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I heard from that Stocks, the famous mathematician who I appreciate

  1. Dec 13, 2006 #1
    I heard from that Stocks,the famous mathematician who I appreciate very much,made a theory to explain the experiments which lead to the birth of special relativity.Anyone who knows it please tell me.
  2. jcsd
  3. Dec 19, 2006 #2

    Chris Hillman

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    The famous mathematician?

    Hi, enricfemi,

    I for one have no idea whom you might mean.

    Are you certain that you are spelling the name correctly? Do recall this person's first name? Are you sure he/she was a mathematician?
  4. Dec 19, 2006 #3


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    There's a Stokes Theorem. I can't remember what that's about, something in fluid dynamics maybe (i.e. like the Navier-Stokes Equation). Not sure what it has to do with relativity, although especially in the past, great minds made contributions to a variety of areas.
  5. Dec 19, 2006 #4

    Chris Hillman

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    Hmm... enricfemi, could you possibly have confused the mathematician Gabriel Stokes with the physicist George Fitzgerald? See http://en.wikipedia.org/wiki/George_FitzGerald (read at your own risk).

    Wallace, Stoke's theorem is a fundamental theorem, even the fundamental theorem of the theory of integration on manifolds. See http://en.wikipedia.org/w/index.php?title=Stokes'_theorem&diff=89307558&oldid=89285234
    Unfortunately, the theorem was apparently first found by Kelvin and communicated by letter to Stokes. Some years later, Stokes was writing the famous Tripos exam and set Kelvin's little theorem as one of the problems. An interesting trivia item: Maxwell was one of the students who sat for that particular edition of this exam!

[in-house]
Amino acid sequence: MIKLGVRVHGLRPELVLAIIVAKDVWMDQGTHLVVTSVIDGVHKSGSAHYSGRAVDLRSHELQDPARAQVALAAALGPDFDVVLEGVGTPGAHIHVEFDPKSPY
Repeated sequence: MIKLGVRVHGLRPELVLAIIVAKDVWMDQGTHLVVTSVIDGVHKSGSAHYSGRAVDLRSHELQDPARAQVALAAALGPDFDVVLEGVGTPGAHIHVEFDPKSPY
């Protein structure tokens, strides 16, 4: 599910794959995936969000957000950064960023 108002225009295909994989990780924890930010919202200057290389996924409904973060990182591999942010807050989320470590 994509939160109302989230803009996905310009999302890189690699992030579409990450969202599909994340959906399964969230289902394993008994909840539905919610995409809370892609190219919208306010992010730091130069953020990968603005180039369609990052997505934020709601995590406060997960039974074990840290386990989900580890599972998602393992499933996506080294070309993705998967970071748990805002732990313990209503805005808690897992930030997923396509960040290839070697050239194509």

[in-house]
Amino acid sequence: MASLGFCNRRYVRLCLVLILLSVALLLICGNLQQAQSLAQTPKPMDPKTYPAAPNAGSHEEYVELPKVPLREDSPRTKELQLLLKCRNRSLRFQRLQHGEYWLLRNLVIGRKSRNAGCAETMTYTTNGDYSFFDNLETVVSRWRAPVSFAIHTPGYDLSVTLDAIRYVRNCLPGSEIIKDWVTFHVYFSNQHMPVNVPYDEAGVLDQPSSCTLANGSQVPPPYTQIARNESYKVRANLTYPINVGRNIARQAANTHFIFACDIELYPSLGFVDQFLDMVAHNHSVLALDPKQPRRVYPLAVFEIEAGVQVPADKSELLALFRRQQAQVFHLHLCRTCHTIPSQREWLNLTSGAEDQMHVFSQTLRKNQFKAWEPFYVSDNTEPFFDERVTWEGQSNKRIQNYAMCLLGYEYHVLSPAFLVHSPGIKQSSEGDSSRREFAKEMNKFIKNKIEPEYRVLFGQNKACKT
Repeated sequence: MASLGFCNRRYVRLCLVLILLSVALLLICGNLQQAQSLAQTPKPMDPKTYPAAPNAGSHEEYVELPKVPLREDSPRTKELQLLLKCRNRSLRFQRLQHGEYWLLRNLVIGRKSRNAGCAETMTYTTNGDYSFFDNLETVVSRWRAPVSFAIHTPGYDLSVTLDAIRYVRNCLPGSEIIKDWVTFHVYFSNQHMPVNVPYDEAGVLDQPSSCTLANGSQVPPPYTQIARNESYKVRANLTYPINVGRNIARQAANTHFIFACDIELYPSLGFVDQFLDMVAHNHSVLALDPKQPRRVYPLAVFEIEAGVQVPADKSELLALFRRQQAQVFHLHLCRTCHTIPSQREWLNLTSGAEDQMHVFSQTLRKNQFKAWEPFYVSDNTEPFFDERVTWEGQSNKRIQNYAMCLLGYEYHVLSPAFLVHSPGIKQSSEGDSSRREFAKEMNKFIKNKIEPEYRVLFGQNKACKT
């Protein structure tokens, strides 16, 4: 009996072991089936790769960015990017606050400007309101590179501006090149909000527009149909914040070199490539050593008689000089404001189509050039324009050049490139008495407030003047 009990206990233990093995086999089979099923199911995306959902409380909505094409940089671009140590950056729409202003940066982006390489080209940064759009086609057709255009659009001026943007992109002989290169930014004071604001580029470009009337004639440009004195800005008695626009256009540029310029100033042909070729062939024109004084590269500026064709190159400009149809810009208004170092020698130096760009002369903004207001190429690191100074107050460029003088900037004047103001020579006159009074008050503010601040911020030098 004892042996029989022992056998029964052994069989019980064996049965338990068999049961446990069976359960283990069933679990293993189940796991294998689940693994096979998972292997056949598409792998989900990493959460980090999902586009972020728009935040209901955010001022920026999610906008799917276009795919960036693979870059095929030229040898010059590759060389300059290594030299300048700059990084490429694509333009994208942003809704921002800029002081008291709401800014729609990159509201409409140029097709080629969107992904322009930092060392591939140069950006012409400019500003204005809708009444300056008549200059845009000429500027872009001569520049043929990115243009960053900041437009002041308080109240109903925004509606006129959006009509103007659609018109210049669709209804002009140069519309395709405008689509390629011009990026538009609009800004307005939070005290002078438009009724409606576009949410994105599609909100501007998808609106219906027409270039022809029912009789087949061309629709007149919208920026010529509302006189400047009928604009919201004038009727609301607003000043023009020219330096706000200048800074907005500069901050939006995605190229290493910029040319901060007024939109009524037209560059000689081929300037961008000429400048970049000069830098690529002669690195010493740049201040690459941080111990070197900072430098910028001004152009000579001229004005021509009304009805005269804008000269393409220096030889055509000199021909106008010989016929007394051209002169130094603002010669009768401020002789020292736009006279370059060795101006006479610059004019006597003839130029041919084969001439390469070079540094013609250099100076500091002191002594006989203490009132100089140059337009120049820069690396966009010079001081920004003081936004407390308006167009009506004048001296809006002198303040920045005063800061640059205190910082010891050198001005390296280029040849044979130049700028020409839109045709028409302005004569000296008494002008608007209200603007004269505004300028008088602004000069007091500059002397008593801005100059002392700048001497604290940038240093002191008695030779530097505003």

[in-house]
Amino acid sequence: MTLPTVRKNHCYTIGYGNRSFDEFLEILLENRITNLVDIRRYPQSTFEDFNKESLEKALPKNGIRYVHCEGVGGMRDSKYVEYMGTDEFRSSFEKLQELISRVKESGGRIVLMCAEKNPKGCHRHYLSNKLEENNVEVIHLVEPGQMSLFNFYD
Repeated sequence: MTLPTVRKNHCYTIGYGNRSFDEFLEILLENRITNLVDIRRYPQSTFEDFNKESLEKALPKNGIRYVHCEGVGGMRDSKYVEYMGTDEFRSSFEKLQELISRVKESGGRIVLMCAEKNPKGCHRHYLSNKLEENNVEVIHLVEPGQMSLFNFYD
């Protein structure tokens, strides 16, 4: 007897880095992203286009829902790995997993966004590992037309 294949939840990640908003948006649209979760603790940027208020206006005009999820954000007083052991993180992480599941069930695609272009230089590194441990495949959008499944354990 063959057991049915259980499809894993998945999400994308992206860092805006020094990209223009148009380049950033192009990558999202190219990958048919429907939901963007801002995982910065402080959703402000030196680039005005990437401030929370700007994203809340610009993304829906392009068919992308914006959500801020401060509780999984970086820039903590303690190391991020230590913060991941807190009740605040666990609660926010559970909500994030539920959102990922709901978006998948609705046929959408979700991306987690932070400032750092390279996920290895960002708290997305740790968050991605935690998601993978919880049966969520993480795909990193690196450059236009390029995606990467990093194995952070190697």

Last edited: Dec 19, 2006
  6. Dec 19, 2006 #5
    So sorry,it is my fault to spell a wrong name.
    yes ,He is George Gabriel Stokes,who contributed to both fluid dynamics and mathematics.
    And he also has a theory about ether,though it was considered as a mistake.
    who know why?
  7. Dec 19, 2006 #6

    Chris Hillman

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    Stokes on "ether"?

    Could you possibly be referring to the suggestion of Kelvin and Stokes that molecules might be "knotted vortices in the ether" which are built up by combining simpler vortices (atoms)? With topological properties of a knot corresponding to physical properties of a molecule? (Sometimes this idea is touted as a very early progenitor of string theory, although the relationship is not really very close, as far as I can tell.)

    If so, I don't think this had much to do with relativity, although the motivation may have included some early ideas about what we now call magnetohydrodynamics. As far as I know, despite much mathematical effort on the part of Stokes, this undeniably appealing suggestion never led to a true physical theory. Stokes did more or less invent what we know call the "theory of knots and links", while trying to work toward a theory of molecules as knotted vorticies. In particular, as far as I know, Stokes never made much progress in relating topological properties of knots to physical properties of molecules.

    This notion fell into disfavor when new ideas appeared which eventually led to a real theory which readily yielded striking and verifiable predictions (e.g., the Bohr atom).
  8. Dec 20, 2006 #7


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    Stokes theory has really shaken the tree in physics. Fluid dynamics are a serious player in everything from shower drains to super clusters.
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